One of the organizing elements of my artistic practice is the concept of heroism. The hero serves as a narrative embodiment for an individual or community; it is both an iconic reflection of closely-held values and a representation of history and self-defined purpose. The heroic provides a unique way to access processes of myth-making and identity formation. Through my practice, I explore socio-historical conceptions of the heroic and its capacity to foment rhetorics of difference under divisive fictions and mask technologies of power behind myth.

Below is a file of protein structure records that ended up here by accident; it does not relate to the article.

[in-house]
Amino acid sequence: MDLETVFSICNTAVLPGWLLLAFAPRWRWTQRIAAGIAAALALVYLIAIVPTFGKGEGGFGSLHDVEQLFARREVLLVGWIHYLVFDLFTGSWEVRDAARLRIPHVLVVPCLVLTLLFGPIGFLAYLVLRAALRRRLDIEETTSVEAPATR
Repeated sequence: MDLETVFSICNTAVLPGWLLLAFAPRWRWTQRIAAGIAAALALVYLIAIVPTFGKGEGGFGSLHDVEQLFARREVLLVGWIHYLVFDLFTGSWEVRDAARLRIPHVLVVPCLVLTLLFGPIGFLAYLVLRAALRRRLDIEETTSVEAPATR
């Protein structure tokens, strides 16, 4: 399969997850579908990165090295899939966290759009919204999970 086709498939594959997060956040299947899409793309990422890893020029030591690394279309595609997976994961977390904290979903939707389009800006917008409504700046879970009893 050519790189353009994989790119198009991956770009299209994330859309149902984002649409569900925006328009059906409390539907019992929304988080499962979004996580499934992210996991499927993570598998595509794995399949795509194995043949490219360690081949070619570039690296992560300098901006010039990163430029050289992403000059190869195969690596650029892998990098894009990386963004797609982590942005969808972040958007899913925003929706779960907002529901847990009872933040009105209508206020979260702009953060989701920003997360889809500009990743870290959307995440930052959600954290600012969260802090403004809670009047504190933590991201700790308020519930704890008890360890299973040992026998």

Superheroic tales–stories of exceptional humanity, morality, and ability–like those found in comic books and memoirs (also movies, video games and self-help books) hold particular interest. While the images and stories themselves are important resources, so are the histories of the creators, media companies and audiences that produced them. Narratives constructed in these stories often have identifiable similarities with the communities that created them.
Throughout my work there is an attempt at what historian Saidiya Hartman calls critical fabulation. Heroic surrogacy and fantasy embodiment become key frameworks in this effort. By including visualizations of heroic and superheroic narratives from popular media alongside references to the pleasures and pains of everyday life, I attempt to combine fictions, critically binding the personal, institutional, historical and popular fabulations that instruct the stories we tell ourselves about ourselves.